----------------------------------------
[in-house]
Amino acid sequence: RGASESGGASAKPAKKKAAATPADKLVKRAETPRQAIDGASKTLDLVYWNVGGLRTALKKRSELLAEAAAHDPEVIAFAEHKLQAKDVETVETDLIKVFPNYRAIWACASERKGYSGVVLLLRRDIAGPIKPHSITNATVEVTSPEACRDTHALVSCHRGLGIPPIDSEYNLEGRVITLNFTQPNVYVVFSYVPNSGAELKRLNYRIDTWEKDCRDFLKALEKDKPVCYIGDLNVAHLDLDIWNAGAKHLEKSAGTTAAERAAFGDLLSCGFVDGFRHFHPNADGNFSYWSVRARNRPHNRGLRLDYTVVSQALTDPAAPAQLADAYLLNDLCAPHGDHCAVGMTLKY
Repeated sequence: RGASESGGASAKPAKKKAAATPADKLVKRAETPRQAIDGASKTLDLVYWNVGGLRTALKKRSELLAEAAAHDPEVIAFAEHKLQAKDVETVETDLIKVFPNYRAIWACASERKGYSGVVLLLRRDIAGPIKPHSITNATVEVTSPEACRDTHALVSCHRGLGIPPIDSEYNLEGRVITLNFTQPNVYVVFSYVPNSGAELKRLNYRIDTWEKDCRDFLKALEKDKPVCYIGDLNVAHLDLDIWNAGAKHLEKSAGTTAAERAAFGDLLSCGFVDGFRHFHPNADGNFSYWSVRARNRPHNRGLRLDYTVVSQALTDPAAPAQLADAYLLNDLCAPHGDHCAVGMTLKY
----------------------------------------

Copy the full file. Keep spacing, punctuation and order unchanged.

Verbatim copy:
[in-house]
Amino acid sequence: RGASESGGASAKPAKKKAAATPADKLVKRAETPRQAIDGASKTLDLVYWNVGGLRTALKKRSELLAEAAAHDPEVIAFAEHKLQAKDVETVETDLIKVFPNYRAIWACASERKGYSGVVLLLRRDIAGPIKPHSITNATVEVTSPEACRDTHALVSCHRGLGIPPIDSEYNLEGRVITLNFTQPNVYVVFSYVPNSGAELKRLNYRIDTWEKDCRDFLKALEKDKPVCYIGDLNVAHLDLDIWNAGAKHLEKSAGTTAAERAAFGDLLSCGFVDGFRHFHPNADGNFSYWSVRARNRPHNRGLRLDYTVVSQALTDPAAPAQLADAYLLNDLCAPHGDHCAVGMTLKY
Repeated sequence: RGASESGGASAKPAKKKAAATPADKLVKRAETPRQAIDGASKTLDLVYWNVGGLRTALKKRSELLAEAAAHDPEVIAFAEHKLQAKDVETVETDLIKVFPNYRAIWACASERKGYSGVVLLLRRDIAGPIKPHSITNATVEVTSPEACRDTHALVSCHRGLGIPPIDSEYNLEGRVITLNFTQPNVYVVFSYVPNSGAELKRLNYRIDTWEKDCRDFLKALEKDKPVCYIGDLNVAHLDLDIWNAGAKHLEKSAGTTAAERAAFGDLLSCGFVDGFRHFHPNADGNFSYWSVRARNRPHNRGLRLDYTVVSQALTDPAAPAQLADAYLLNDLCAPHGDHCAVGMTLKY